John O’Donnell: ‘My way to give back to the community’

Oak Bluffs fire captain and night shift EMT.


Oak Bluffs Fire Capt. John O’Donnell, 34, spends many of his nights at the town’s fire station. In addition to the general time he gives as the volunteer captain of Rescue 561 and Engine 522, O’Donnell also volunteers as a night shift EMT. 

Oak Bluffs Fire and EMS Chief Nelson Wirtz said O’Donnell not only pulls scheduled EMT shifts but answers EMS calls on demand if EMS traffic rises above a certain threshold. For his scheduled EMT work on a 14-hour shift, Chief Wirtz said O’Donnell receives a $175 stipend. O’Donnell also does night shifts as a duty fire officer, where he does such things as answering fire alarm calls. Those shifts are 6 pm to 8 am Monday through Friday, bookended with 24-hour shifts on the first night, a Sunday, and the last night, a Saturday.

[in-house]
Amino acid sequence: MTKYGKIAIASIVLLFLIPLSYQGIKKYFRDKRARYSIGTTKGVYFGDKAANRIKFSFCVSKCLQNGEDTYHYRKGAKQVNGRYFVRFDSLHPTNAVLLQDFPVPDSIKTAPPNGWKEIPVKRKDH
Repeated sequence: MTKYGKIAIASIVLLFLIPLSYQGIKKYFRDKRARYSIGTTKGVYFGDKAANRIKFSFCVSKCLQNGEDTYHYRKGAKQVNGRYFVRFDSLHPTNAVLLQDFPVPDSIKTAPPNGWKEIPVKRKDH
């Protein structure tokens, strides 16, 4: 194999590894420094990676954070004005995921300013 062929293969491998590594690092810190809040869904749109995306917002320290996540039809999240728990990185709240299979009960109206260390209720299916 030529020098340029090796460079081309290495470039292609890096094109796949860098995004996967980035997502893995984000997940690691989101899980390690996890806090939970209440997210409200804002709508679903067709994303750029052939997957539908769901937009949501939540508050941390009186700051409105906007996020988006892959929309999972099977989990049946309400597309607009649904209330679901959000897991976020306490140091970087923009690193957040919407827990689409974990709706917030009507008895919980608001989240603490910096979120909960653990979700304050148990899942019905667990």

Stints like that don’t come every week, but follow a six- to seven-person rotation. O’Donnell has been on the department for about 20 years, after joining as a junior firefighter when he was a teenager. He became a captain three years ago, following in the footsteps of his dad, Bruce, who was a captain and eventually an assistant chief. 

“It’s a great feeling to be part of a group like this,” O’Donnell said. “To be able to give back.”

The training is a commitment, but O’Donnell said it was worth the effort. “It’s a big dedication,” he said. “It does take time to do your training, to learn everything.”